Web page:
Tuesday, 31 March 2015


   Actions certainly speak louder than words! That was especially true when Jesus washed the apostles’ feet. That simple gesture has so many layers of inter-related meanings. And yet St. John’s Gospel is the only one to record it.
The setting was of vital importance –a meal anticipating the celebration of the Passover, and resonant with its meaning. This, the greatest of Jewish festivals, celebrating God delivering the Hebrews from slavery in Egypt and leading them to freedom in the Promised Land.
With each annual celebration God renewed His commitment to rescuing His People from further oppression; they, in their turn renewed their commitment to be faithful to Him.
Jesus made the celebration of the Passover His own as He brought its promise to fulfilment. His hour had now come for Him to deliver the whole human race from its enslavement to sin and death; He would set us free to enjoy the glorious liberty of the children of God.
How would He defeat the power of evil, which entrapped us? How would He set us free? Not by a magnificent display of power and force, but, as St. Paul tells, by ‘emptying Himself and taking the form of a slave, obedient even unto death on the cross,’ (Philip. 2.8).
That’s what Jesus wanted Peter, and us, to understand when He insisted on performing the menial task of washing His disciples’ dirty travel-worn feet. The creator of heaven and earth performed a service, which was considered too degrading for a self-respecting Jew!
As Jesus washed His disciples’ feet He showed that to become a liberator He must Himself become enslaved.
Jesus was to be the Second Moses, a slave himself, leading God’s People out of bondage; He was to fulfil the role of the prophet Isaiah’s Suffering Servant of the Lord. He would bear our iniquities; by His wounds we would be healed.   It was precisely as servant that Jesus was saviour. His loving obedience to His Father’s will would reverse the rebellion of sin, and would repair the damage that caused.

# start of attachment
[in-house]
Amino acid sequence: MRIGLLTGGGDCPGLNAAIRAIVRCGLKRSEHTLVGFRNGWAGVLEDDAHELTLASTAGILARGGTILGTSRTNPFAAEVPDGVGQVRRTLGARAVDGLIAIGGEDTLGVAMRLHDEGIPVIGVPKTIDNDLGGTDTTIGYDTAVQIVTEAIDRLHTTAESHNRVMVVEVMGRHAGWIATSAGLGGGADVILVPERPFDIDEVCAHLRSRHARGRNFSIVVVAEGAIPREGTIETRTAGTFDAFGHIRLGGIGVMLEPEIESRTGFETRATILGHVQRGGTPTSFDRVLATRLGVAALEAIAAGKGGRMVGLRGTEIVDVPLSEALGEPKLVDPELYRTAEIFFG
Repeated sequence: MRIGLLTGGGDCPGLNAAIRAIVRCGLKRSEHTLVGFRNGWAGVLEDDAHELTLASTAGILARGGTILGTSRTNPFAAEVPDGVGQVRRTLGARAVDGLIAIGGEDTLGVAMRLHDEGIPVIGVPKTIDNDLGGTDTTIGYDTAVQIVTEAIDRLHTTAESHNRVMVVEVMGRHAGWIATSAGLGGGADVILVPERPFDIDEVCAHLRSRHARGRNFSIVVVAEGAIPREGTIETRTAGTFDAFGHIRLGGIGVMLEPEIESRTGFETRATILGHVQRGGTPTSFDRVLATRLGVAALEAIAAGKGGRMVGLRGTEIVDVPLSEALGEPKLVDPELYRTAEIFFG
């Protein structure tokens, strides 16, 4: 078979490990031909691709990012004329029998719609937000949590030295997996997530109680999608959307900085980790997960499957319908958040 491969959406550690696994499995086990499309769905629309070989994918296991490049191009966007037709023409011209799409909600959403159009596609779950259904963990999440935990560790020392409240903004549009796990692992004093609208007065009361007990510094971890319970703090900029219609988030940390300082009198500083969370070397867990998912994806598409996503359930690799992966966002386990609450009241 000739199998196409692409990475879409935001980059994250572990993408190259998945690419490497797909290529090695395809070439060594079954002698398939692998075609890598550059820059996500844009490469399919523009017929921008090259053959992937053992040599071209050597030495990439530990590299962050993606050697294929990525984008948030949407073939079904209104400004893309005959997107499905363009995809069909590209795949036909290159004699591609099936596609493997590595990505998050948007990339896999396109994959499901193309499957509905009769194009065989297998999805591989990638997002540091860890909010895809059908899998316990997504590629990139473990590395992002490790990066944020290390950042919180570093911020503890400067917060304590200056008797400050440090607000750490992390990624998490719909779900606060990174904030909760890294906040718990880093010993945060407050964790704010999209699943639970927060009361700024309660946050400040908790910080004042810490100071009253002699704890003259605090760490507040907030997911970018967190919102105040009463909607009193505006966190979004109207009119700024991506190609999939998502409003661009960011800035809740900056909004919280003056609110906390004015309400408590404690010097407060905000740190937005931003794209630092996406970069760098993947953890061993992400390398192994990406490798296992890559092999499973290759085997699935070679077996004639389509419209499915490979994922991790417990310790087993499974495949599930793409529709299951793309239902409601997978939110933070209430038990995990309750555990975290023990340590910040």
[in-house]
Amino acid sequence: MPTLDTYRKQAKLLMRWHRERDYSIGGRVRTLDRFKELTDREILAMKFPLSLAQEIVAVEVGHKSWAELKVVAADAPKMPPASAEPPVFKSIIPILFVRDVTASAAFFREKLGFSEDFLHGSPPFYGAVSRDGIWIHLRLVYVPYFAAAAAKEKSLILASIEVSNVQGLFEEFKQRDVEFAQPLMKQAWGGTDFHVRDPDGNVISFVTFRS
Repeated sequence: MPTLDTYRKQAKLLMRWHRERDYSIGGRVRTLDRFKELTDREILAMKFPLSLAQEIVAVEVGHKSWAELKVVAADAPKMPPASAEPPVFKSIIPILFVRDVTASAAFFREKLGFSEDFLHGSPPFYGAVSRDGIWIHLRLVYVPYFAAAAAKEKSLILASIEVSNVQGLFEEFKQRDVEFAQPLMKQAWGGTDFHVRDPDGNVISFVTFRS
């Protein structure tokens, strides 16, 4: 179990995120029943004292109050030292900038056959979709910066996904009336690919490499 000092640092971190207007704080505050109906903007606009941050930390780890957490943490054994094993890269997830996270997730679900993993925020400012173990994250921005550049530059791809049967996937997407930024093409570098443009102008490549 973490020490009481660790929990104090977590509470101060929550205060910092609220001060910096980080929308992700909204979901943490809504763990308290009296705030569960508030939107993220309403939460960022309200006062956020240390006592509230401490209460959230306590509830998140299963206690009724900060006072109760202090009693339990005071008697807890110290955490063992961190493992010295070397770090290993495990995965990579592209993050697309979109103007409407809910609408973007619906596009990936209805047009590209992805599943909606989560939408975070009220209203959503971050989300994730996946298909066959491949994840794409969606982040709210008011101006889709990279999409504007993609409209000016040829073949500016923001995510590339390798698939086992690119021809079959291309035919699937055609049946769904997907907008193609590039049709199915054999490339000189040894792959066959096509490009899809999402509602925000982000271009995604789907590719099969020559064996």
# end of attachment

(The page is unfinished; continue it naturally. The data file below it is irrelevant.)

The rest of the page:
By washing Peter’s feet Jesus showed that He had come to serve. Not to be served. Obedient, loving service –that was how Jesus wanted us to understand His Passion. Through obedient death on the cross He would save the world. Through His Agony in the Garden, through His suffering on the cross He would learn the cost of loving obedience to His Father’s will. That is what the washing of the feet proclaimed!
To underline that point St. John’s Gospel places a reference to Judas’ betrayal immediately before and after the washing of the feet. Surrounded by this treachery -the most radical of all acts of disobedience against God -the crucified Christ would be triumphant in His obedience. What a contrast between Judas’ betrayal and Christ’s total commitment to His Father’s will!
That should helps us to understand why Jesus insisted on washing Peter’s feet -why He made it a necessary condition for true discipleship. Quite simply, Peter, and the rest of us, must accept Jesus on His own terms. That means we must welcome Him as the Servant-Saviour, if we are to enjoy the salvation He has won for us. Like someone who is sick we must allow the doctor to heal us. If we’re too proud to allow him to help us, we won’t be cured.  In other words, we must admit that we can’t save ourselves from the power of sin and death. Humbly we must place our hope of salvation in the One who came to serve us, not to be served. He is our only hope of salvation!
In washing Peter’s feet Jesus has shown us what He expects of us, His followers. Like Him, we must be servants of the Lord, and of each other. We must show Christ’s total commitment, not the treachery of Judas. Far from this being demeaning, such service shows the depth of Christ’s loving obedience to His heavenly Father, His love for each one of us. Jesus has shown us that true greatness lies in serving, not being served.
Like Jesus, we will find true greatness in our being generous-hearted servants of the Lord. But first we must accept our total dependence on the Lord, before we can be of any help to anyone else. We must learn to receive, before we can give; to serve, to obey, to follow, before we can presume to lead.
The Washing of the Feet shows us that Jesus understood His saving Passion in terms of loving, obedient service. His obedient sacrifice on the cross is made present in every Mass. With Jesus we are called to be generous givers, loving servants of the Lord, and of each other. That should express our whole attitude to life. And that simple, humble gesture of feet washing tells us what a true follower of Christ should be like.

Isidore O.P.





No comments:

Post a Comment